TCM’s Ben Mankiewicz visits Boca Raton Museum of Art

TCM’s Ben Mankiewicz visits Boca Raton Museum of Art

Photo above: Jody Harrison Grass, chair of the Boca Raton Museum of Art’s board of trustees; Boca Raton Mayor Scott Singer; TCM host Ben Mankiewicz; Boca Raton Museum of Art exec. director Irvin Lippman and exhibit curator Thomas A. Walsh

By Rachel Galvin

With an entourage of fans in tow, Ben Mankiewicz went room by room through the Art of the Hollywood Backdrop exhibit still on display at the Boca Raton Museum of Art on December 10 enjoying the oversized backdrops that told the stories of the golden age of Hollywood. This beloved Turner Classic Movies (TCM) host had plenty to say about the exhibit, saying it exceeded his expectations after hearing all the hype about it. He was at the museum for a special meet and greet event in which fans could have a chance to talk to him and he could see the displays before going on to do a talk at the nearby The Boca Raton (formerly the Boca Raton Resort & Club).

“It’s dazzling,” he said of the exhibit, adding that the turnout was also impressive. It made him realize that fans of this art form are all over the country, that such an exhibit did not need to necessarily only be in places like New York or Los Angeles. He also said the exhibit is for everyone from the dedicated cinephile to people who just like movies, who will be left “slackjawed” after seeing an inside peek into what it takes to make the movies.

Thomas A. Walsh, who also attended the exhibit event that brought Mankiewicz to the museum, was the co-curator of the exhibit, along with Karen Maness. “It’s great to get Ben here as an endorser of our efforts,” he said. “He’s got a rich legacy in film and has the DNA of Herman Mankiewicz.” Herman Mankiekwicz, known as the co-screenwriter for “Citizen Kane,” was Ben Mankiewicz’s grandfather. And that was just one well-known name in the film industry in his family tree.

Walsh went on to say, “This is just terrific exposure for the museum,” adding, “This is a culmination of a long successful run.”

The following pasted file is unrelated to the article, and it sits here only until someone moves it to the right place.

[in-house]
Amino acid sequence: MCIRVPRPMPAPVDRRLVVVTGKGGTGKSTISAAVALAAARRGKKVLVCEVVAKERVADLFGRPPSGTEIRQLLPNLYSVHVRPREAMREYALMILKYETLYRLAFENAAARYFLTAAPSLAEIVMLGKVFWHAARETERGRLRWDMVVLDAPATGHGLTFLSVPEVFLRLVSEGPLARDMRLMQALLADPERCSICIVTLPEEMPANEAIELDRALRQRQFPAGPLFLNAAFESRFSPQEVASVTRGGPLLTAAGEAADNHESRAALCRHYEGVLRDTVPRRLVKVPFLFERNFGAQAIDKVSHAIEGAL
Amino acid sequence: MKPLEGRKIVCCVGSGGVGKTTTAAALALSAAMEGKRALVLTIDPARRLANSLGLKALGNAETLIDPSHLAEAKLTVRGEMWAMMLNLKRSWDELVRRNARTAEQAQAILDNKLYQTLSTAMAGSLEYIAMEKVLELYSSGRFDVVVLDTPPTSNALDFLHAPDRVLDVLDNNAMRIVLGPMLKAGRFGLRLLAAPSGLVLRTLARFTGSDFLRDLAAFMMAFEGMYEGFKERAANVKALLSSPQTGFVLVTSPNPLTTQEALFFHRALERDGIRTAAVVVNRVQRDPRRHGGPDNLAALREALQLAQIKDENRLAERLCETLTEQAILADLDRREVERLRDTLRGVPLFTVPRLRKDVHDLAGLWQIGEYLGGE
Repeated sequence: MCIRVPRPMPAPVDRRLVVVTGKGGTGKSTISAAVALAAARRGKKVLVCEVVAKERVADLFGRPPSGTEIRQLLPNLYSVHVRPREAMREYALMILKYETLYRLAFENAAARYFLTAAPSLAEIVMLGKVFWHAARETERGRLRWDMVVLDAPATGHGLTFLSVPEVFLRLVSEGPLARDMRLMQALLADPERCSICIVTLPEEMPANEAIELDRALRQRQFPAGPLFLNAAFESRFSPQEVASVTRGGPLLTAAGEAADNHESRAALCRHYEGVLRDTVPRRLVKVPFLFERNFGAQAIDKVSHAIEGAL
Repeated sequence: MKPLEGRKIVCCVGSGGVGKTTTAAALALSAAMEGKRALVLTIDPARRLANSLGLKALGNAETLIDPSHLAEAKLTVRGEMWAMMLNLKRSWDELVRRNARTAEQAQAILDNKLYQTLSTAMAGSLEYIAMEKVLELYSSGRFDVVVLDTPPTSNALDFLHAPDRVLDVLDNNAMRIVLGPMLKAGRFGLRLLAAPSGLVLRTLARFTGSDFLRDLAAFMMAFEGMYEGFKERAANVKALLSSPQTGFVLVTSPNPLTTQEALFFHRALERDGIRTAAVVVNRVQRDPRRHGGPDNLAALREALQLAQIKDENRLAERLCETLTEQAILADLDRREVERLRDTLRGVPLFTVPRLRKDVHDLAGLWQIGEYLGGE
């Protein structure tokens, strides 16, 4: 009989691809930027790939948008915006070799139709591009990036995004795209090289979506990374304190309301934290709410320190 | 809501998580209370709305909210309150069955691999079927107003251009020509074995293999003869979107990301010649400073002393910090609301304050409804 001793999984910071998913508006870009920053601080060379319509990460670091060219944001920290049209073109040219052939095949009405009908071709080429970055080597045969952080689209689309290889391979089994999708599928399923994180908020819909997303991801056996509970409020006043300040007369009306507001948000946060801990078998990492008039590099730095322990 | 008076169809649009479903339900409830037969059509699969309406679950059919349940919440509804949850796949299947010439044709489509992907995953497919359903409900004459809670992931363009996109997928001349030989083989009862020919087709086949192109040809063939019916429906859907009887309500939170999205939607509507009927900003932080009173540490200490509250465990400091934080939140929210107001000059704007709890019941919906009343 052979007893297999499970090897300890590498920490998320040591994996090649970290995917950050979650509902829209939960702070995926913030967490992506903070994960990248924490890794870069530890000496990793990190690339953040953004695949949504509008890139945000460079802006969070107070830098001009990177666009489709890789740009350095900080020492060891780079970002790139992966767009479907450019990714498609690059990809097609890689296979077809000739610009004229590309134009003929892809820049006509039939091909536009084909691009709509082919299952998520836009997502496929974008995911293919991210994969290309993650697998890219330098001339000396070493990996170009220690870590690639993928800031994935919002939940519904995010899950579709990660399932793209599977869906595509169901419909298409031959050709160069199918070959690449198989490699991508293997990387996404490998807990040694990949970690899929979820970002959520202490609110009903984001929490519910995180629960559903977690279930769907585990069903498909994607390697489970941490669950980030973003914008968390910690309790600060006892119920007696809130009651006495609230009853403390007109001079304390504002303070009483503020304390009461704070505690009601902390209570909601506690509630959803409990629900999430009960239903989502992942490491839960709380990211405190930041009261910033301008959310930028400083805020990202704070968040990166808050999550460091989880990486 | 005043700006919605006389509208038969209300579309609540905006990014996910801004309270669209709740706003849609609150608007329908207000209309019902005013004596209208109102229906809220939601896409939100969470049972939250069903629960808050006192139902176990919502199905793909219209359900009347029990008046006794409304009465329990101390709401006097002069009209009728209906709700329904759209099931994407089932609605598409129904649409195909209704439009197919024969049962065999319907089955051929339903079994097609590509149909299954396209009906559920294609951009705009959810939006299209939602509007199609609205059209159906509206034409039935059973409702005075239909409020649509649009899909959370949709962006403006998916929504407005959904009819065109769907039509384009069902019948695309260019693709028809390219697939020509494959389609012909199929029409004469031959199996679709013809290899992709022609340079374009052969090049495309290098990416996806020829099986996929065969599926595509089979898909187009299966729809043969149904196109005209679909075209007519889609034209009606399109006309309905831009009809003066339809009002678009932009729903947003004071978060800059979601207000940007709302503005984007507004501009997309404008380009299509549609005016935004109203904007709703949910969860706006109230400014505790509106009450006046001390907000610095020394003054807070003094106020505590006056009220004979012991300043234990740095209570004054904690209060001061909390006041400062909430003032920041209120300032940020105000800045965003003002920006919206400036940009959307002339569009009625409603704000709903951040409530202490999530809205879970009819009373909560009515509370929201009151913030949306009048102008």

He said before bringing the exhibit here, he shopped the idea around to many museums. “They thought it was a lovely idea, but couldn’t figure out how to do it” (since the backdrops were so large). “Boca lent itself to it well.”

The crowd who assembled for this particular event were of all ages and most were avid fans of Turner Classic Movies. “I have never been here before,” said a very excited Diana Hubert. “I saw this on Facebook and (TCM) is the only channel I watch.”

Also in attendance were museum members, sponsors and dignitaries, including Boca Raton Mayor Scott Singer, who said in a video produced by News Travels Fast, “These backdrops are works of art in themselves, and it is so wonderful that they are here at the Boca Raton Museum of Art.”

Exhibit curator Thomas A. Walsh & Boca Raton Museum of Art executive director Irvin Lippman.

The golden age of moviemaking could not have been possible without backdrops and the many dedicated creators that brought them to life. Who could imagine movies like “Wizard of Oz,” for example, without using backdrops at the time?

Many of such masterpieces were ready for the trash heap, only to be rescued. Two hundred and seven backdrops were saved from being thrown in the trash after Lynne Coakley, the president of JC Backings, one of the largest companies to rent out such backdrops, decided to donate them to the Art Directors Guild instead of tossing them. The guild, under the direction of Walsh, who is also the Art Guild President, has been working to preserve these precious items since. One of the recipients of some of the backdrops was the University of Texas Austin.

The collection of backdrops that is on display in Boca Raton is accompanied by videos showing how they were used and other written information. The videos also talk about the creators behind them and the process of making them. The artists of these backdrops were usually not listed in the credits at the time. Much like the workers who helped craft the greatest pieces of the Renaissance masters, these artisans would be lost to history … until now.

Twenty of the backdrops are courtesy of the Texas Performing Arts Hollywood Backdrop Collection at the University of Texas. The Motion Picture Academy in Los Angeles has also loaned two works: the 1952 backdrop for “Singin’ in the Rain,” made famous by Donald O’Connor’s comic performance of “Make ‘Em Laugh;” and the tapestry backdrop for “Marie Antoinette” (1938), which was reused in “North by Northwest” (1959) in the auction house scene.

There are so many iconic backdrops on display that serve as perfect photo ops. Here, you can see large-scale the grandiosity of Rome as seen in movies like “Ben Hur;” the Austrian Alps used in “The Sound of Music;” the majestic Mount Rushmore, which once served as a location in “North by Northwest;” and more. The backdrops all were used from 1938 to 1968.

Ben Mankiewicz talks to fans.

The Art of the Hollywood Backdrop will be on display until Jan. 22, 2023. For more information, visit

More photos soon on the Let’s Talk Magazine Facebook page.

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